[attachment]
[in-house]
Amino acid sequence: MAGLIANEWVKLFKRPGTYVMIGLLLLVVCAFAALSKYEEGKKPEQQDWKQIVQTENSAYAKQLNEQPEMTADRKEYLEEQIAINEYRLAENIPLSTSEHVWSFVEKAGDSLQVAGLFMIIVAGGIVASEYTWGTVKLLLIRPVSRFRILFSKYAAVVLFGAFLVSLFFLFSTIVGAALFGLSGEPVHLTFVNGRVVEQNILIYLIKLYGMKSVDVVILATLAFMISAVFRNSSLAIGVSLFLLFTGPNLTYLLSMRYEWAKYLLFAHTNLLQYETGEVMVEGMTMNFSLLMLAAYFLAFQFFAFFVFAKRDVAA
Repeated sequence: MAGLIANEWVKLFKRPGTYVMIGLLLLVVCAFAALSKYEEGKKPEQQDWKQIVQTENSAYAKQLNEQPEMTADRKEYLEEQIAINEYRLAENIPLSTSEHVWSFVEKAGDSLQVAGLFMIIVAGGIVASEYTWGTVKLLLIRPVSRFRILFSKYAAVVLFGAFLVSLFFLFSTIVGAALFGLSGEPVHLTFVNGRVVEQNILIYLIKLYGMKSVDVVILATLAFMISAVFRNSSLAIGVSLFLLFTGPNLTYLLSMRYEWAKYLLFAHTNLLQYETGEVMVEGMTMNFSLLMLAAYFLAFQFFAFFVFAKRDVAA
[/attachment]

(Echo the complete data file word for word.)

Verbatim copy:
[in-house]
Amino acid sequence: MAGLIANEWVKLFKRPGTYVMIGLLLLVVCAFAALSKYEEGKKPEQQDWKQIVQTENSAYAKQLNEQPEMTADRKEYLEEQIAINEYRLAENIPLSTSEHVWSFVEKAGDSLQVAGLFMIIVAGGIVASEYTWGTVKLLLIRPVSRFRILFSKYAAVVLFGAFLVSLFFLFSTIVGAALFGLSGEPVHLTFVNGRVVEQNILIYLIKLYGMKSVDVVILATLAFMISAVFRNSSLAIGVSLFLLFTGPNLTYLLSMRYEWAKYLLFAHTNLLQYETGEVMVEGMTMNFSLLMLAAYFLAFQFFAFFVFAKRDVAA
Repeated sequence: MAGLIANEWVKLFKRPGTYVMIGLLLLVVCAFAALSKYEEGKKPEQQDWKQIVQTENSAYAKQLNEQPEMTADRKEYLEEQIAINEYRLAENIPLSTSEHVWSFVEKAGDSLQVAGLFMIIVAGGIVASEYTWGTVKLLLIRPVSRFRILFSKYAAVVLFGAFLVSLFFLFSTIVGAALFGLSGEPVHLTFVNGRVVEQNILIYLIKLYGMKSVDVVILATLAFMISAVFRNSSLAIGVSLFLLFTGPNLTYLLSMRYEWAKYLLFAHTNLLQYETGEVMVEGMTMNFSLLMLAAYFLAFQFFAFFVFAKRDVAA